For more information on coding the XML for ribbons, please consult Microsoft's web-sites. This guide will only discuss the special considerations for coding a ribbon within an XLL+ add-in.

Adding images to the Excel Ribbon

Image files should be in PNG format, and should usually have a transparent background.

Once you have created an image file, add it to the project and then follow the steps below to embed it as a resource.

  1. Open the project's resource file, e.g. MyAddin.rc.

  2. In Resource View, right-click MyAddin.rc and click Add resource....

  3. Click on the Import... button.

  4. In the file dialog, ensure that the Files of Type dropdown contains All Files (*.*) and select the PNG file.

  5. Under Visual Studio 2005, the Custom Resource dialog appears: enter RCDATA as the resource type. Note that there no quotes around RCDATA. Press OK to add the image to the resource file.

  6. In Resource View select the new resource. Under Visual Studio 2005 the resource will will be under the RCDATA node, and will have a name like IDR_RCDATA1. Under later versions of Visual Studio, the resource will will be under the PNG node and will have a name like IDB_PNG1. Press Alt+Enter to view the resource properties.

  7. In the Properties Grid, change the ID to the ID of the image, including quotes, e.g.: "LOGO". Note that the quotes are always required. The actual ID you use should correspond to the image ID you have used for the image attribute in the ribbon file.

Building the project

Once you have made your changes to the ribbon file you can build the project. After the project is built, and extra build event will be run, something like the following:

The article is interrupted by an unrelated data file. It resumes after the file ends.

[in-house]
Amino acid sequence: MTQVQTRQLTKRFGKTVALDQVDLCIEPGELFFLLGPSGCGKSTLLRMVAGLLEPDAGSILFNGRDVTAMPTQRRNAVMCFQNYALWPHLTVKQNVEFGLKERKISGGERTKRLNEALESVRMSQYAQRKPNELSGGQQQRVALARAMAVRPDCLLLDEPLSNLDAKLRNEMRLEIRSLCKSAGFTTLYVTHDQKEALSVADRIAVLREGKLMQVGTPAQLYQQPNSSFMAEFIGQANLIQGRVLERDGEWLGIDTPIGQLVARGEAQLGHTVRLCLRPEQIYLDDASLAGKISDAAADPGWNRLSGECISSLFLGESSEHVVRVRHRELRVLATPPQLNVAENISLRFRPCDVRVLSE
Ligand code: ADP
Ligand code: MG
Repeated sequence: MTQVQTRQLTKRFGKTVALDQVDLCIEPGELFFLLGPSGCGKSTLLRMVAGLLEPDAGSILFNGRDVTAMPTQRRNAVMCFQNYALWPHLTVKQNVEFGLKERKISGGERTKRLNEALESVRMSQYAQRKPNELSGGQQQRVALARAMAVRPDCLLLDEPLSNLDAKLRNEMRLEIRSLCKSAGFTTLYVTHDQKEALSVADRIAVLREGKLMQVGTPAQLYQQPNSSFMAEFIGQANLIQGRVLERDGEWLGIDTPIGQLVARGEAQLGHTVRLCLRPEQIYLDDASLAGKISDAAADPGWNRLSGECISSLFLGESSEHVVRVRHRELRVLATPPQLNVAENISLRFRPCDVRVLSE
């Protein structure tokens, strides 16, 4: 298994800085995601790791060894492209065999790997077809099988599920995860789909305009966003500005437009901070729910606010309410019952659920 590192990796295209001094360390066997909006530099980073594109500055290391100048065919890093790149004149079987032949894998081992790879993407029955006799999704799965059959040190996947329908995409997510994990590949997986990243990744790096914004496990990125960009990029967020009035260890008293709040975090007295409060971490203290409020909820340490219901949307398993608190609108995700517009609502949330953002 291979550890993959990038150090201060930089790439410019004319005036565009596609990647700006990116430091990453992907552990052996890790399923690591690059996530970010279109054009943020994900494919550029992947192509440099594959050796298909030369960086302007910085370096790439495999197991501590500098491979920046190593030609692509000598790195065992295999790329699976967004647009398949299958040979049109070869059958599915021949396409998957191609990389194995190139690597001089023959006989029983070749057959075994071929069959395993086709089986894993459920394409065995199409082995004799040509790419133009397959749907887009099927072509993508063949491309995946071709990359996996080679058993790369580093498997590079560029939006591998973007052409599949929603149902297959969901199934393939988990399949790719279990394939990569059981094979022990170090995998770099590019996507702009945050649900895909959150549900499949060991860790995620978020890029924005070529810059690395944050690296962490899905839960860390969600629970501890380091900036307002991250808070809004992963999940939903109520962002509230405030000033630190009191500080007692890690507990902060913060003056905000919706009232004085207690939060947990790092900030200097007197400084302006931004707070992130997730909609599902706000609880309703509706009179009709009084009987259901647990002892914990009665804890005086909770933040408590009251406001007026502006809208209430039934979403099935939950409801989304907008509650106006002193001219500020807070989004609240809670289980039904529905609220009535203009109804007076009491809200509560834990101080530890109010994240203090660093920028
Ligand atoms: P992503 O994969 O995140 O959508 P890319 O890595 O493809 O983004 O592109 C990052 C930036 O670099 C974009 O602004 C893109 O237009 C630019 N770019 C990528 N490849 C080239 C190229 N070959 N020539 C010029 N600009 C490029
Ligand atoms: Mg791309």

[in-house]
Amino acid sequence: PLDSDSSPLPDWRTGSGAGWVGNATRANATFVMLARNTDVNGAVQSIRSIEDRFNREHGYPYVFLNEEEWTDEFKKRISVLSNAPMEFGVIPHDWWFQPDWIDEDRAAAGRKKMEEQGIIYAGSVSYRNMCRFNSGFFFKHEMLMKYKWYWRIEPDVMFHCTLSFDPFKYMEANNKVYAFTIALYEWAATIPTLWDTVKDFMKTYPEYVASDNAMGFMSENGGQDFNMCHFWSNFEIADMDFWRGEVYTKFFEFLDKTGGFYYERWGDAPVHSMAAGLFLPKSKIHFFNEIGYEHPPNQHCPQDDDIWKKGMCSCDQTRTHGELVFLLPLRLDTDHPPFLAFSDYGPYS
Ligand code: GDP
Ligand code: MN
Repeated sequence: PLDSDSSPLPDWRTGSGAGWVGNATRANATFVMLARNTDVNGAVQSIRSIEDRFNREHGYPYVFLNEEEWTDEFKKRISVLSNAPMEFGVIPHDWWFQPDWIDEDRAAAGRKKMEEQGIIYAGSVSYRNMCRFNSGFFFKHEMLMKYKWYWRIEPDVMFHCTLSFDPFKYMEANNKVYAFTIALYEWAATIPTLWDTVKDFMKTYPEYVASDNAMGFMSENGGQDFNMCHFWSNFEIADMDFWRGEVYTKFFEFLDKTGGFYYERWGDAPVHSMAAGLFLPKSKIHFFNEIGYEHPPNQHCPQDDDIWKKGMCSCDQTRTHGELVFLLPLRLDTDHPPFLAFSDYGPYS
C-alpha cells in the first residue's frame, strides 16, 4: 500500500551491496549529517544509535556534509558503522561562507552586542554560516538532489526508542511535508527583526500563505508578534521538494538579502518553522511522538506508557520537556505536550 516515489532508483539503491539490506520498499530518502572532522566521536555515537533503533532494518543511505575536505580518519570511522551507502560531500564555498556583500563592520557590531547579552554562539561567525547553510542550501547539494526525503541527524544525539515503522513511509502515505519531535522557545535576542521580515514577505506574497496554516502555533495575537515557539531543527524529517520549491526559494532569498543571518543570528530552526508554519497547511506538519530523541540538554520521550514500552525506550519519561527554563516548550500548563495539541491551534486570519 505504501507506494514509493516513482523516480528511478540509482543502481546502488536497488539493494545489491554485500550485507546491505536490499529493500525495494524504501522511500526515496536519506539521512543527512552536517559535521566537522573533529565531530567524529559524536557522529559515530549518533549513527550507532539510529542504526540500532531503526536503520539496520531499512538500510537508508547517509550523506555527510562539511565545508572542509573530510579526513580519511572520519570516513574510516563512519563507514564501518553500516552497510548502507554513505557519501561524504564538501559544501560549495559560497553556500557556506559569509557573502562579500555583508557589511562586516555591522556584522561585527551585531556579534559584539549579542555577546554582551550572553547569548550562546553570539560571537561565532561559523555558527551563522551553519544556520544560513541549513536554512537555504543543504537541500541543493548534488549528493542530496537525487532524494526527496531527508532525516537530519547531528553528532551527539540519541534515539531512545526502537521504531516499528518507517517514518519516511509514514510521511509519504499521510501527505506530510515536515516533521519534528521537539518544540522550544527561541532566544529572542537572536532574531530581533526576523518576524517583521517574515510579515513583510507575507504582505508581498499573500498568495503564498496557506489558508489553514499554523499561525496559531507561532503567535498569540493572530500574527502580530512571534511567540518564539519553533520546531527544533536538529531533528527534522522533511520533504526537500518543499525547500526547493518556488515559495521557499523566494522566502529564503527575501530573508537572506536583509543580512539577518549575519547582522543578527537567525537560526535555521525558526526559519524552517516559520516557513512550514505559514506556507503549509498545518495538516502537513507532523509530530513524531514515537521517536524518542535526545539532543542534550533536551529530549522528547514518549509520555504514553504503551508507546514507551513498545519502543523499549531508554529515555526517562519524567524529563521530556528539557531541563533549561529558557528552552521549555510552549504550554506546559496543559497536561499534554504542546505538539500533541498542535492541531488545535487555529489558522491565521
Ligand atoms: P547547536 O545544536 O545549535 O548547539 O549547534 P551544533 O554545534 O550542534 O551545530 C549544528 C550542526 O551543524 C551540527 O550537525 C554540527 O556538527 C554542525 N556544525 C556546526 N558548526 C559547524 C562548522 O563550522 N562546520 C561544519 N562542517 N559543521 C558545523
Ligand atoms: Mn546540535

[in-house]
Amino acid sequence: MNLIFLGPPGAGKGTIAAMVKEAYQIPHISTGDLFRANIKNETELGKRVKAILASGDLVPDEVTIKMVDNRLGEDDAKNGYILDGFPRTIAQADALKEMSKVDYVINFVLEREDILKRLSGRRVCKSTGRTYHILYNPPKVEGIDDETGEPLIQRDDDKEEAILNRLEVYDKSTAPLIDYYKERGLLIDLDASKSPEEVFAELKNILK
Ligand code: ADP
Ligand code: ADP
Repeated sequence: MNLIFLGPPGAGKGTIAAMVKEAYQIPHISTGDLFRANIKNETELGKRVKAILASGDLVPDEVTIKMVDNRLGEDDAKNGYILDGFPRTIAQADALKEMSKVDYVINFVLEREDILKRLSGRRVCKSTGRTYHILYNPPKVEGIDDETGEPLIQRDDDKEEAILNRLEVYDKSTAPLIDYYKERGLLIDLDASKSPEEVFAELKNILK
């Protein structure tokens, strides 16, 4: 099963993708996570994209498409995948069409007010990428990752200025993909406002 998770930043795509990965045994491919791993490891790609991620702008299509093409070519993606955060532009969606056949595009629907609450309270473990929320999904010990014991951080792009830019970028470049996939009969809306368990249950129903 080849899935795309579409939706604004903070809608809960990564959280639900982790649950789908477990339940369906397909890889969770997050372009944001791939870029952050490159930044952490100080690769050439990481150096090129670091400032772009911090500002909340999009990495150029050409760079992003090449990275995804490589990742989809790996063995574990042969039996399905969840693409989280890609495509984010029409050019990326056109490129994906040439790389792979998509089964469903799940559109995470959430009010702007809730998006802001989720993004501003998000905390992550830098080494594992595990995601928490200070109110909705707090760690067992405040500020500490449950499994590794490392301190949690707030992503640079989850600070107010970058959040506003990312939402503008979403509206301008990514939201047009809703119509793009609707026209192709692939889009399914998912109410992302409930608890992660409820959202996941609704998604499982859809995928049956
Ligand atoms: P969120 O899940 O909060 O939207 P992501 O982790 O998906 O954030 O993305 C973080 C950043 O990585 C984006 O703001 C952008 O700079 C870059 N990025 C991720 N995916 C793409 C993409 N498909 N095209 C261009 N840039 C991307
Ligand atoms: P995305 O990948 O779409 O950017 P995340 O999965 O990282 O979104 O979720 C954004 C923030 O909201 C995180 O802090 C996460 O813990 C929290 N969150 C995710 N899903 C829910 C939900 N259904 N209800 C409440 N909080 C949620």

"$(Xlp100InstallDir7)bin\XlpRibbonReg.exe" -a "$(TargetPath)" -q true

This command runs a utility which registers the XLL with the XLL+ Ribbon Manager, for the development machine. A line will be added to the Ribbon Manager configuration file (XlpRibbonServer.config), leaving it looking something like the following:

<?xml version="1.0" encoding="utf-8"?> 
    <addin location="E:\OtherProjects\SomeOtherAddin\Release\SomeOtherAddin.xll" /> 
    <addin location="C:\MyProjects\MyAddin\x64\Debug\MyAddin.xll" /> 

If you later build a different build of the XLL, for example switching from the debug build to the release build, then the XlpRibbonReg utility will run again, and will change the relevant line, e.g.:

<?xml version="1.0" encoding="utf-8"?> 
    <addin location="E:\OtherProjects\SomeOtherAddin\Release\SomeOtherAddin.xll" /> 
    <addin location="C:\MyProjects\MyAddin\x64\Release\MyAddin.xll" /> 

Once the Ribbon Manager knows about the XLL, it will look at the resources in the XLL when Excel is opened, and try to find a resource with the name "RIBBONX". This will be the XML that was produced by the AppWizard, and which you have edited for your application.

Please note that there is a known problem with the way Visual Studio treats files embedded in resources. If you change the contents of the ribbon file (or of any of the embedded image files), Visual Studio will not automatically rebuild the resource file. You can force the resource to be rebuilt in one of the following ways:

  1. In the output directory, delete the compiled resource file, e.g. MyAddin.res; or

  2. Use the Build/Rebuild Solution menu to rebuild the entire project.


A number of different problems may arise during development of your ribbon UI:

You can get useful feedback on any UI errors by turning on the option to "Show add-in user interface errors", which can be found on the Advanced tab of the Excel Options page, in the General section:

Excel Options: Show add-in user interface errors

Next: Ribbon callbacks >>

See Also

Ribbon Reference | CXllApp::OnRibbonEvent